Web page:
To varying degrees each stakeholders has a stake or interest in your project. You now need to identify what these stakes or interests are. In some cases a stakeholder might be expecting to get something specific from the project and will want to be kept informed of its progress and involved wherever possible. In other cases, the stakeholder may have very little interest in the project, other then to be kept informed. Again you can categorize each stakeholder in terms of high/medium/low interest.

4. Identify the impact each stakeholder can have on the project

You may now have a long list of people and organizations that will be affected to varying levels by your project. Now determine what their impact and influence are. Some stakeholders can block your project. Others have no formal power but are influencers. This information will help you determine how to work with the stakeholder Some may be interested in what you are doing and others may not care. You need to categorize each stakeholder into common groups to determine how best to manage each stakeholder.

5. Understand the emotional commitment of each stakeholder

Understanding the emotional commitment of each stakeholder is very important to your project. You need to understand their current opinion about the project and how they might react to it. Will they be a supporter or non-supporter of the project? You need to find out what or who influences their opinions and utilize this information to formulate your engagement plan.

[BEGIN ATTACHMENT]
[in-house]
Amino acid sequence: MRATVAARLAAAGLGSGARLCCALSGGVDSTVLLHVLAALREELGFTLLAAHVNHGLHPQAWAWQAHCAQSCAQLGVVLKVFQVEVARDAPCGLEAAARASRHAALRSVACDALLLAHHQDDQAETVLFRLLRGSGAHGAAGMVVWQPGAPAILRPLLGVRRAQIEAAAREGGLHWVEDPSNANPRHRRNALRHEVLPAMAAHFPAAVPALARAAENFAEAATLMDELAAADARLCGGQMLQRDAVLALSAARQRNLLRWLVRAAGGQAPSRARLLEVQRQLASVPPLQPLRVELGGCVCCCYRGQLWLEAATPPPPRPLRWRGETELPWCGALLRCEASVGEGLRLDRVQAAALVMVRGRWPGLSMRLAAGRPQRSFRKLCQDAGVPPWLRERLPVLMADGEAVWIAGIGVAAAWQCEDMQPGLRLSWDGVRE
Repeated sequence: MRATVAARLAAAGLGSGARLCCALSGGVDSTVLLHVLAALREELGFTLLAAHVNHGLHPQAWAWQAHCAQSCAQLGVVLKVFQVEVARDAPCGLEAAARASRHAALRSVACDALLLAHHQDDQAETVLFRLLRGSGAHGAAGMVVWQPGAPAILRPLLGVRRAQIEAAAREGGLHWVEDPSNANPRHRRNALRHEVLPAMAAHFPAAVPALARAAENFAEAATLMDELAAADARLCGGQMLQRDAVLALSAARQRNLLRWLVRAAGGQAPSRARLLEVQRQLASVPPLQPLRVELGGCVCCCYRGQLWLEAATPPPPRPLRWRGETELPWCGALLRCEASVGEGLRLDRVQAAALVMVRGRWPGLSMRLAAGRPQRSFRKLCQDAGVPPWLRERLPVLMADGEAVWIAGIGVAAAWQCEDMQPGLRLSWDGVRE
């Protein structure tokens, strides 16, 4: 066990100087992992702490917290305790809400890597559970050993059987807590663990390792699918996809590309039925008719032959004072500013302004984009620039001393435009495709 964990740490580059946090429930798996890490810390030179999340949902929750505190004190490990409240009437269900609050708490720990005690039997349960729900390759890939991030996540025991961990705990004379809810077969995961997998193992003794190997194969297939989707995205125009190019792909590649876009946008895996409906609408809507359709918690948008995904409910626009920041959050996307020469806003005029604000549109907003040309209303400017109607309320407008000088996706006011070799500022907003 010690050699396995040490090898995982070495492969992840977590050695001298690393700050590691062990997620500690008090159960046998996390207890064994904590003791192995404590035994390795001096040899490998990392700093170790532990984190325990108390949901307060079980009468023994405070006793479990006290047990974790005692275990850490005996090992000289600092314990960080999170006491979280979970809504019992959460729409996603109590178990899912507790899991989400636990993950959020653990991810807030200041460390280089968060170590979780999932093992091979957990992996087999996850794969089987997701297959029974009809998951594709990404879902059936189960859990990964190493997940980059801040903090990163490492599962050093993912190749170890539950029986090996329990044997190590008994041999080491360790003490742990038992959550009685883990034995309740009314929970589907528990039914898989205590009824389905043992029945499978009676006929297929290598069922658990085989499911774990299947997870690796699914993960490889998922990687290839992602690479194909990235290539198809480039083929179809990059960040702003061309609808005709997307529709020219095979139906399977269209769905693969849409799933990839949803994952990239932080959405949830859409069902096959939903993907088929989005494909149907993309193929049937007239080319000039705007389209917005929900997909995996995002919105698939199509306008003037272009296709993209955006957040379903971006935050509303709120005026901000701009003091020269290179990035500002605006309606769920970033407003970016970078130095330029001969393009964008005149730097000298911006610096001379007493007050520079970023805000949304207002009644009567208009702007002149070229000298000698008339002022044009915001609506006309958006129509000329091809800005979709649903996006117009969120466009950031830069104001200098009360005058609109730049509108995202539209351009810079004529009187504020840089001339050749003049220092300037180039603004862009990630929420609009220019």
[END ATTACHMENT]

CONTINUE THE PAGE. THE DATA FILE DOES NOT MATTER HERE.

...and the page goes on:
In most cases you and your team should be able to determine the emotional standpoint of each stakeholder. But for those cases where you cannot, you should arrange a meeting with the specific stakeholder and ask them directly.

6. Determine how you will engage each stakeholder

For each stakeholder, you should identify a set of activities or even an overall approach to satisfy their needs. You should identify activities that help you to achieve your interest while also recognizing the relative importance of each stakeholder. Obviously you will spend more time working with stakeholders that are important to your project and less time on stakeholders that are of low priority. The purpose of this step is to define the activities that your project team needs to do to make sure that you address the interest of each stakeholder. You will definitely be communicating with many of these stakeholders, so some of these activities may overlap with your Communication Plan. It is okay to mention these in both places. You are still only going to execute each activity one time.

7. Gain agreement with the stakeholders when necessary

In some cases, stakeholders want things from your project. However, in other instances you need something from them. If you need something from the stakeholder or stakeholder group, make sure that they understand what your expectations are and make sure that they agree to provide it. For instance, the stakeholder group may need to provide resources, time, money, attention, feedback, etc.

8. Move the activities to the schedule

You don’t want to keep a separate stakeholder activity spreadsheet. After you identify the activities to engage the stakeholder groups, place all of the activities in the project schedule, along with who is responsible, the timeframe, estimated effort, etc.